Pandemic Did Nothing To Shake America's Trust in Private Health Care, Poll Finds


The coronavirus pandemic gave health care providers a scare, and millions of workers lost job-based coverage in the economic shutdown, but a new poll suggests Americans have little interest in big changes to health care as a result of the pandemic.

People are still more likely to prefer the private sector to the government on driving innovation in health care (70 percent to 28 percent), improving quality (62 percent to 36 percent) and providing coverage (53 percent to 44 percent), according to the survey by the University of Chicago Harris School of Public Policy and The Associated Press-NORC Center for Public Affairs Research.

Those views are basically unchanged since February, when an earlier edition of the AP-NORC poll asked the same questions at a time when the coronavirus was still largely seen as a problem in other countries, not the United States.

Americans had more confidence in government’s ability to reduce costs, preferring it over the private sector 54 percent to 44 percent.

Not long ago, Vermont Sen. Bernie Sanders’ “Medicare for All” plan was at the center of the Democratic presidential debate. But even with an estimated 27 million people losing employer coverage in the economic shutdown, there’s been no groundswell of support for the Sanders plan, which calls for replacing the nation’s hybrid system of private and government coverage with a single government plan.

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House Speaker Nancy Pelosi, asked last month whether waves of layoffs were prompting her Democratic caucus members to reconsider the employer-based system that covers most working families, responded: “That’s not our conversation.”

Pelosi said Democrats are backing measures to tide over workers who have lost coverage, but “rather than saying let’s take that [employer coverage] away from them, we should say let’s get them their jobs back.”

The poll did find 56 percent saying the U.S. is spending too little on improving and protecting the nation’s health.

That is a significantly bigger share than the 42 percent who think the government is spending too little in general.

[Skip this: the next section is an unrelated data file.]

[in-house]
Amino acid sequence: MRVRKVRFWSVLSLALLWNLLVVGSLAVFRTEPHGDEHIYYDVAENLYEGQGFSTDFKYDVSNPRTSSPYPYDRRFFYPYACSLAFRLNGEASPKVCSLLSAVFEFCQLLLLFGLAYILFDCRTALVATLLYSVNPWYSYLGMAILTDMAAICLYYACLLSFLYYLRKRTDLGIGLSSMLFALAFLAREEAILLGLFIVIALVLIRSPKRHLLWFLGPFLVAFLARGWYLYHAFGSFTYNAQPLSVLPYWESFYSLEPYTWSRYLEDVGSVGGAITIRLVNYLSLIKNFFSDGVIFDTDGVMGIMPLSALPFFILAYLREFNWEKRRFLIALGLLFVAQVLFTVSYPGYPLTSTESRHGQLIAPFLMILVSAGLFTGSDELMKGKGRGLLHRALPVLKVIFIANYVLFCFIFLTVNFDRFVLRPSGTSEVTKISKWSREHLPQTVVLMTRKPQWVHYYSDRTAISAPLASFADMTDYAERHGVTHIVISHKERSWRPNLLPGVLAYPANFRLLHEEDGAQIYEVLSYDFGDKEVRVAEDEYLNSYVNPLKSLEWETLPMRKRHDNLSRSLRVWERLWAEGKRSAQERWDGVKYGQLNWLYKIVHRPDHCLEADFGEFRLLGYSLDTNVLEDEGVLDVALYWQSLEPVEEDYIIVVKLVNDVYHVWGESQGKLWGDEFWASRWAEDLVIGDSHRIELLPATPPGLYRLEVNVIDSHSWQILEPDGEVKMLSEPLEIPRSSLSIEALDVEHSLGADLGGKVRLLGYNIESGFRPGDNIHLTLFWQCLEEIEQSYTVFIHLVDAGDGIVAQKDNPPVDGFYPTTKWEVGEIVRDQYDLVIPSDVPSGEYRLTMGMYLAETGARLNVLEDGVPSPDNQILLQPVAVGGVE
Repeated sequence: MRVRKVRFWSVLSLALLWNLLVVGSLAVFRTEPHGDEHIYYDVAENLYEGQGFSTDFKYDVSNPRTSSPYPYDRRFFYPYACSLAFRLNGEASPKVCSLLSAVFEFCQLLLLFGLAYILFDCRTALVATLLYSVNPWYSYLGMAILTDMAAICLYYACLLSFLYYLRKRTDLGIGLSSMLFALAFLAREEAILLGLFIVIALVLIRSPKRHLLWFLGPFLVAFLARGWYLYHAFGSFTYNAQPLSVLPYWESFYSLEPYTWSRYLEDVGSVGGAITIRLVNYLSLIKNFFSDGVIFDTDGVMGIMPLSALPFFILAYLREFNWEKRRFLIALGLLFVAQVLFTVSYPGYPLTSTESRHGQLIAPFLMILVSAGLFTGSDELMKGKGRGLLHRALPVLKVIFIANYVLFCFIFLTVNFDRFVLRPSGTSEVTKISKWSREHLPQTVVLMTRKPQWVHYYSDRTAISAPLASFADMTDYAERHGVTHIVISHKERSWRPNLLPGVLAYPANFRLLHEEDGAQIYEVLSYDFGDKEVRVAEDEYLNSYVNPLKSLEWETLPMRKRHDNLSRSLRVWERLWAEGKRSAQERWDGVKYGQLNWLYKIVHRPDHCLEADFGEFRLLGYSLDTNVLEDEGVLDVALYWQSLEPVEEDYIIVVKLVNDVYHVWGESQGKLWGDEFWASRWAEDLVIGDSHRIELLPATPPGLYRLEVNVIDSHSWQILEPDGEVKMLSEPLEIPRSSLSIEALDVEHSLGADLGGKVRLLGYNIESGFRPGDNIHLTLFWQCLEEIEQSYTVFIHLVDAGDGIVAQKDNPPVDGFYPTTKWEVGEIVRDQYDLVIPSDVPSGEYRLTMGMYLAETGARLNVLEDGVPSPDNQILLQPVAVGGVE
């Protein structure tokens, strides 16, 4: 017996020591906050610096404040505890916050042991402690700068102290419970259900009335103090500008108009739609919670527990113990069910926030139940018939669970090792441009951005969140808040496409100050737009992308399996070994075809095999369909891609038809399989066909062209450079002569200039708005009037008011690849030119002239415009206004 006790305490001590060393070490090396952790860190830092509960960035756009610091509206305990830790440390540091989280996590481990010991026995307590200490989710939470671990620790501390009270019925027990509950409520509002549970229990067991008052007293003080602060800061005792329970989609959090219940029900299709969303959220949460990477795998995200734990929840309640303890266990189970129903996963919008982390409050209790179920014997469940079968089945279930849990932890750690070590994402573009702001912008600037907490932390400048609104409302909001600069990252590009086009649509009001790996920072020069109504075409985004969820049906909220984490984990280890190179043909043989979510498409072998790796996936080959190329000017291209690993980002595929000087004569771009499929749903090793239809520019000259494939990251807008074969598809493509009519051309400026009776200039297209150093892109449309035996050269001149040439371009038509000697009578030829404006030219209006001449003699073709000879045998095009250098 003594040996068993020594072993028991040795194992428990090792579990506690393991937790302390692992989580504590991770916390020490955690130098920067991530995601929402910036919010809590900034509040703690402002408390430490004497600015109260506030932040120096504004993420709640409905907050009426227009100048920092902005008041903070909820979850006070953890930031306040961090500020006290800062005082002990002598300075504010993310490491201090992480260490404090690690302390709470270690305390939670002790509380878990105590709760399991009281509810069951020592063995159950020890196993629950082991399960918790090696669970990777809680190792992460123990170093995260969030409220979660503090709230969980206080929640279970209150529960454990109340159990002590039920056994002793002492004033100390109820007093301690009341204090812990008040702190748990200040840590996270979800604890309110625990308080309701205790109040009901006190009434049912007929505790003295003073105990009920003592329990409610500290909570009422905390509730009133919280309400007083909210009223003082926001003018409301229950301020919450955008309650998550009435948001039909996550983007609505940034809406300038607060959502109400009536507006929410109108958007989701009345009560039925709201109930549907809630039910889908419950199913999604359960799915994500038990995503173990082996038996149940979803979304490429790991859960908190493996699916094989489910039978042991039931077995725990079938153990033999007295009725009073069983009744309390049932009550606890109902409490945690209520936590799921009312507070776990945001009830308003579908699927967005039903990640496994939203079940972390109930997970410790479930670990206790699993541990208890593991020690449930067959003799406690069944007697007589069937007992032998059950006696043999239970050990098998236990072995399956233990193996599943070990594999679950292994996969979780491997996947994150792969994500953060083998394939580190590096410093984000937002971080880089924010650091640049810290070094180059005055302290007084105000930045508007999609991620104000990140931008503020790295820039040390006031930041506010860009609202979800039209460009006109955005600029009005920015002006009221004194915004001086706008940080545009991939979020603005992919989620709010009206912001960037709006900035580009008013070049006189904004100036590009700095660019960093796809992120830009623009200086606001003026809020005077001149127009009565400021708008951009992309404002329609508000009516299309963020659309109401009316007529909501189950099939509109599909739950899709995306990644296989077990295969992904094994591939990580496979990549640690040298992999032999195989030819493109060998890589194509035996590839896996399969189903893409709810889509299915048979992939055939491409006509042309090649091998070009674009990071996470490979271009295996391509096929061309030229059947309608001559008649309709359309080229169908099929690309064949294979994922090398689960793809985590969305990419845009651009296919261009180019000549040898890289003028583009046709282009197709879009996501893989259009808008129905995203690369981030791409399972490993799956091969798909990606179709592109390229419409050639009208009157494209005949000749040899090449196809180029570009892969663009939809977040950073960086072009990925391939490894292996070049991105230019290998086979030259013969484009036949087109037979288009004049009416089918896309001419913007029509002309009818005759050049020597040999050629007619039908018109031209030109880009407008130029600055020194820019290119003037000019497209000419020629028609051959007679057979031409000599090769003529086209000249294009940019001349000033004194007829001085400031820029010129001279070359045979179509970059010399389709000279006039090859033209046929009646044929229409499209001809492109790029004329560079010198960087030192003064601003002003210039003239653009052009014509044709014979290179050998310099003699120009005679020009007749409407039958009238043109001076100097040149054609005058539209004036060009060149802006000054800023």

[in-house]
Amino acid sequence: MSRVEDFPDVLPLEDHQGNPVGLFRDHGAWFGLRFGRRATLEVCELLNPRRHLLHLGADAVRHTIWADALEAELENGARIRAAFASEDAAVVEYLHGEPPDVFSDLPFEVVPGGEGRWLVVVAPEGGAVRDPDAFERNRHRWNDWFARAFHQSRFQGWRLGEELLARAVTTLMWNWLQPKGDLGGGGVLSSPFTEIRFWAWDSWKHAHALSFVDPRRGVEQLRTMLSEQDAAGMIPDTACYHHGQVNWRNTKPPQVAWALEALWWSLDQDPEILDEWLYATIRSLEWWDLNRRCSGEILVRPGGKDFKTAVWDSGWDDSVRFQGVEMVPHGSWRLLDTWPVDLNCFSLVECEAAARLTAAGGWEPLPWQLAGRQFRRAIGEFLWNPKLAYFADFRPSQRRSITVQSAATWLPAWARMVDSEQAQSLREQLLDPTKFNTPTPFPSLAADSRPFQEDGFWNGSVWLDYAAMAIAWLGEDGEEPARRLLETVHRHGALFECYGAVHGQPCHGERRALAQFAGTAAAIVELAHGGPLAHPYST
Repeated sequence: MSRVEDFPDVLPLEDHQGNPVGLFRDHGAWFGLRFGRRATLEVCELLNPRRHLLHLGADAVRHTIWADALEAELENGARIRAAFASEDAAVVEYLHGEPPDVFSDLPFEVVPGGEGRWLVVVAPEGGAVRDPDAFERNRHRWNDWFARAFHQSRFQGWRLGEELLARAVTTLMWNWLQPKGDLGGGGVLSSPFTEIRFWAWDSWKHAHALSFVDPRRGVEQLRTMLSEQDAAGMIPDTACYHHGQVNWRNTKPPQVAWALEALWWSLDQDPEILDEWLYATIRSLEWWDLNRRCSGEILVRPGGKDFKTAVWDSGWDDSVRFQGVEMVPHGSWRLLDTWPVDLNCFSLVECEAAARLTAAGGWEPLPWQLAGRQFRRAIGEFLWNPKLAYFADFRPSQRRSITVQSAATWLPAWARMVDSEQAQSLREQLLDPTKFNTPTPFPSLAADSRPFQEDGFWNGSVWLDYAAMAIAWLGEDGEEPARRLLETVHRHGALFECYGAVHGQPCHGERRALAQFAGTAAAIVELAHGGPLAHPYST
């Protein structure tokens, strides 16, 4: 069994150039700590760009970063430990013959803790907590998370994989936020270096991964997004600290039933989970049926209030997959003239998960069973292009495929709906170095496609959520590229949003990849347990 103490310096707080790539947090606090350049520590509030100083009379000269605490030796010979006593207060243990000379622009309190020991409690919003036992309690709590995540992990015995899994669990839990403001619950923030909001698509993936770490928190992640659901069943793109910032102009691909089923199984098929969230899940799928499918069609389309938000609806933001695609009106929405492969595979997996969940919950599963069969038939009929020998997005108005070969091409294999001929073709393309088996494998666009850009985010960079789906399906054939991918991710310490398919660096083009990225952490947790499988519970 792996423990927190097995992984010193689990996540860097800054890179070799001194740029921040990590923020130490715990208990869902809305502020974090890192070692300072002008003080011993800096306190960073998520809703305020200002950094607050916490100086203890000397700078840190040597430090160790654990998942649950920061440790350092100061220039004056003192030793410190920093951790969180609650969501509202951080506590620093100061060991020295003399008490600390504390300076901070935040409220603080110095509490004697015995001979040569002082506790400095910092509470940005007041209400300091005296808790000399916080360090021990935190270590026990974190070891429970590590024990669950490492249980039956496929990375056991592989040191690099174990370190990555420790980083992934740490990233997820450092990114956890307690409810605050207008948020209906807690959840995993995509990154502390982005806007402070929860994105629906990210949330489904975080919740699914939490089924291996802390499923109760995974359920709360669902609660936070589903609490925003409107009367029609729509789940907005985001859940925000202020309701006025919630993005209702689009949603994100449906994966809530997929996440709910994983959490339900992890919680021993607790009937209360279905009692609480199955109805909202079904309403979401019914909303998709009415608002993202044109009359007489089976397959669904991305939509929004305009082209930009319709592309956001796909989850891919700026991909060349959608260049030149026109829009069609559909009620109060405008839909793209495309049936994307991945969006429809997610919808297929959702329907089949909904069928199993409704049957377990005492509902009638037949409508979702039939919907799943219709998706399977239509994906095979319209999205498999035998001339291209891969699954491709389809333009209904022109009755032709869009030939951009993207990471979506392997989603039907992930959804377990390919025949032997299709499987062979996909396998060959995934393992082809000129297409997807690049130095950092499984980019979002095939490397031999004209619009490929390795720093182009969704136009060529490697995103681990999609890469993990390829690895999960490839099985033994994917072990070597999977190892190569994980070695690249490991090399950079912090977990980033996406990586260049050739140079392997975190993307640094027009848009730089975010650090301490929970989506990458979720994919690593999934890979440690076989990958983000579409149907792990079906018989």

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Still, views on the need for more health care spending were unchanged since before the pandemic.

While about 3 in 5 said they were very or extremely concerned about Americans in general having access to high quality care, people were less likely than in February to say they were greatly concerned about having access to quality care for themselves (46 percent to 58 percent) and about their own health care spending (35 percent to 44 percent).

Other research is reinforcing that pattern, according to Jennifer Benz, deputy director of the AP-NORC center.

“Our data are showing that in the midst of a public health and economic crisis, people’s assessments of their own situations are holding steady, or even better than they were before the COVID outbreak started to unfurl,” she said.

Utility worker Nick Zumbusch said he’s noticed that shift, too, since the pandemic. He’s seeing it when it comes to workplace gripes.

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“In February, people had all sorts of complaints about their jobs — their daily tasks, their hourly pay,” said Zumbusch, a father of three from Waconia, Minnesota. “Come May, there wasn’t a whole lot of complaining. It was, ‘I’m happy to be here, and I’m happy to have a job.’”

The AP-NORC poll of 1,001 adults was conducted May 14-18 using a sample drawn from NORC’s probability-based AmeriSpeak Panel, which is designed to be representative of the U.S. population. The margin of sampling error for all respondents is plus or minus 4.4 percentage points.

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